Would he have believed it? Knowing the world he was fighting in? I doubt so. Dean has always known how cruel this place is. He has experienced it first-hand. Not only this place, but hell, too. And heaven â€“ not exactly the nicest haven altogether. What hurt me most was the deep sense of loneliness that held him in a harsh knot. Yes, he found his brother and they developed a relationship again, but for a long time he had been lonely â€“ in a way that has nothing to do with not being around people. He learned to hide his pain deep in his bones. He established that wall of sarcasm and aggressive humour to keep others at bay. He rarely confided in anyone or sought comfort. He had not learned he could do that, since â€“ as far as we know â€“ there was not much comfort on planet Winchester, dad was not the cuddling kind. Dean had learned to be a protector, not to seek protection himself.
But he needs it badly sometimes.
Heâ€™s strong, he is able to defeat all kinds of monsters, but the ones on the inside eating away at him? Hardly.While his brother had believed in some higher power protecting them, despite all the horrors theyâ€™d seen, Dean could not muster up that luxury. His mother who had promised him that angels were watching over them died nevertheless. There was no protection. And Dean had not been able to believe anymore. His faith had been taken away from him at such early an age.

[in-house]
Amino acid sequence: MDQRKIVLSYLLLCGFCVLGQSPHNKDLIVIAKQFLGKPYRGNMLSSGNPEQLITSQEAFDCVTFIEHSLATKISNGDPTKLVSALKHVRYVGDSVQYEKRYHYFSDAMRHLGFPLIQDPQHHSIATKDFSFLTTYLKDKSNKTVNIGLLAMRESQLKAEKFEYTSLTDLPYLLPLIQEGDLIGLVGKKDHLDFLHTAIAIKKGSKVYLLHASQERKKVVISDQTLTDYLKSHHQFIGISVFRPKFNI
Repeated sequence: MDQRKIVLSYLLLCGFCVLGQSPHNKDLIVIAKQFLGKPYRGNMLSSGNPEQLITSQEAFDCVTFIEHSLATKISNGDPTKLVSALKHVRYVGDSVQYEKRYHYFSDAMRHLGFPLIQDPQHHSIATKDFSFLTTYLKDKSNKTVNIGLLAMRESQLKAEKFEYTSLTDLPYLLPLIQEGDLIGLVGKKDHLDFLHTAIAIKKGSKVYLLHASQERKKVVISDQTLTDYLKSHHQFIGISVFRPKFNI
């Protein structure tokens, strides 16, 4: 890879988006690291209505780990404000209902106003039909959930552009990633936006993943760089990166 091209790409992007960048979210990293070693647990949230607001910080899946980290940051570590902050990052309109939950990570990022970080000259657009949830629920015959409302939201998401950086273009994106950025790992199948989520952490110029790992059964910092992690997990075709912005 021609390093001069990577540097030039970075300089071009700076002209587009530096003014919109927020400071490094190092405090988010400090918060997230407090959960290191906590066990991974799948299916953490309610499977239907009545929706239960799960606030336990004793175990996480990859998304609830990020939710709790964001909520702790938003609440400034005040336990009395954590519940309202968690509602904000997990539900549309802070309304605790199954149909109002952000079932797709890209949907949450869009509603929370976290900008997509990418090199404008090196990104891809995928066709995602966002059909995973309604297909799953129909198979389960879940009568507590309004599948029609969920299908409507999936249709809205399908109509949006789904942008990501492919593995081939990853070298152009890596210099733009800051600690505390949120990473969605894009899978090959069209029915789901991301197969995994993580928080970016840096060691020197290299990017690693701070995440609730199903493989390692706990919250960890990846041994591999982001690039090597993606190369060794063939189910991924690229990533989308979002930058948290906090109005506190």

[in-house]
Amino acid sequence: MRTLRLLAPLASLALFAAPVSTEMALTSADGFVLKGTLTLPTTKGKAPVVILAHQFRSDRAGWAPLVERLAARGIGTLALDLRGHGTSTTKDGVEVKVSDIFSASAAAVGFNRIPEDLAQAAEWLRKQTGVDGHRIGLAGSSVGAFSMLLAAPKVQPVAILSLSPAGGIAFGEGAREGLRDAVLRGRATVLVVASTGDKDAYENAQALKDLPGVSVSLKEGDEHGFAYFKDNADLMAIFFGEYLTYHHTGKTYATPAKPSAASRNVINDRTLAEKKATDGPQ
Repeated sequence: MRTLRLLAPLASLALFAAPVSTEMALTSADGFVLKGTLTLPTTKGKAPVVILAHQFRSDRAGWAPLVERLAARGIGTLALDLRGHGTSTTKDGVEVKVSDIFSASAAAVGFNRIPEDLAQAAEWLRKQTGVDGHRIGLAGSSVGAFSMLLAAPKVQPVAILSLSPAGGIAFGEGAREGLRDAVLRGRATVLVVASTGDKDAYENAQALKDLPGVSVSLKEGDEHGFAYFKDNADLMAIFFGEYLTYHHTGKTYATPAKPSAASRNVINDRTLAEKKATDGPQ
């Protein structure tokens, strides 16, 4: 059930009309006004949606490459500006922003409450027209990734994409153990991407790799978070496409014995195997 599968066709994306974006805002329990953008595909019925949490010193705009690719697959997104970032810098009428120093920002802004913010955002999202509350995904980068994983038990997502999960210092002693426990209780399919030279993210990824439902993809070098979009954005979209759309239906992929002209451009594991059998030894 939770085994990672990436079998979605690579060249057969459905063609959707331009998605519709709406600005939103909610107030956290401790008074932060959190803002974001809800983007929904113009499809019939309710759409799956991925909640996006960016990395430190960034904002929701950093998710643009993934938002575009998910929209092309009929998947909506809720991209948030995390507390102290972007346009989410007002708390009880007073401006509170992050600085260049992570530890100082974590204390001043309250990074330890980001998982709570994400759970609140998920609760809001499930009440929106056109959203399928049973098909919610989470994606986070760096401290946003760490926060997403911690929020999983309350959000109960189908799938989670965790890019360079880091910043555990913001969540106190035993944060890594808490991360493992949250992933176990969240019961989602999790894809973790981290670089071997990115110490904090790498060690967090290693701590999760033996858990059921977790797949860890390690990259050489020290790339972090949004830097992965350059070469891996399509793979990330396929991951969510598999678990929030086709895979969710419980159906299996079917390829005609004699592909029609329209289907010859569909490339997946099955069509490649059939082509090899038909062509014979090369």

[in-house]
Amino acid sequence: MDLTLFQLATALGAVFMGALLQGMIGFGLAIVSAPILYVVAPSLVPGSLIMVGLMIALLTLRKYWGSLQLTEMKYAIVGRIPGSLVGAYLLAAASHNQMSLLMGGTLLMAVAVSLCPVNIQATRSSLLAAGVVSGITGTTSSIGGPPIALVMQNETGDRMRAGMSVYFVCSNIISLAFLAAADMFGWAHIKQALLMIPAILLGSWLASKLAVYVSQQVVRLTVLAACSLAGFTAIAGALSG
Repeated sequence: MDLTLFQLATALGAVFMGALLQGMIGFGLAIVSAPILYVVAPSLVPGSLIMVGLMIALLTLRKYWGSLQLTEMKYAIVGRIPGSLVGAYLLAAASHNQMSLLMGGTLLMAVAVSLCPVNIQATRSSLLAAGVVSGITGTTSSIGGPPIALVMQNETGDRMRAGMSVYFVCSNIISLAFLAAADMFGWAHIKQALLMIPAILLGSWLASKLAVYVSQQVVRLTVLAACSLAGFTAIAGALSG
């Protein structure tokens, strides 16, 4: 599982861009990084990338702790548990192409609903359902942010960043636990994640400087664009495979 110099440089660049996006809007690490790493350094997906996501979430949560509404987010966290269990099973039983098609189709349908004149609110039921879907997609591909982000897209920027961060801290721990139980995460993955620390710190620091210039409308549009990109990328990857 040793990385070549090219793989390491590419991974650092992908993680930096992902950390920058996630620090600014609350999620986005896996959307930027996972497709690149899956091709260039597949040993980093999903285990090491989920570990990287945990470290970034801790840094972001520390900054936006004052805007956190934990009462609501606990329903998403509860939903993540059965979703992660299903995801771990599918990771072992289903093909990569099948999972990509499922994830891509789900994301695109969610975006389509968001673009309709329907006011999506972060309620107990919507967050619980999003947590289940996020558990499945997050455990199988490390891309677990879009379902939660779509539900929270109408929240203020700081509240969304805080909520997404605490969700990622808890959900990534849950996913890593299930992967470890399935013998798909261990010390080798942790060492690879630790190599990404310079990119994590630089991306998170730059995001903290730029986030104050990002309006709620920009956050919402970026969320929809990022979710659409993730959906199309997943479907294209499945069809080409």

There is so much anger in him he barely ever unleashes, disappointment and lost hope and sometimes he just keeps going, well- just because. Deanâ€™s wounded soul that might never entirely heal moves me beyond words. Or tears for that matter.
Heâ€™s always been quick to sacrifice himself to help those he loves. How many times has he laid his life on the line? Basically every time he ventured out on a hunting trip to protect people in need. And there are no limits to what heâ€™ll do for his family â€“ the one that ends with blood and the one that doesnâ€™t.
I donâ€™t know if any of us would be capable of doing that â€“ selling our souls for someone we love, knowing that weâ€™d spend eternity, literally eternity, being ripped apart in ways more horrific than we could imagine. But Dean did it. I think he probably wasnâ€™t aware of it, not entirely. But he would have done it anyway. Thatâ€™s the kind of man he is.
But that is also a sign of that lacking self-esteem. That he thinks so less of himself that heâ€™s willing to make any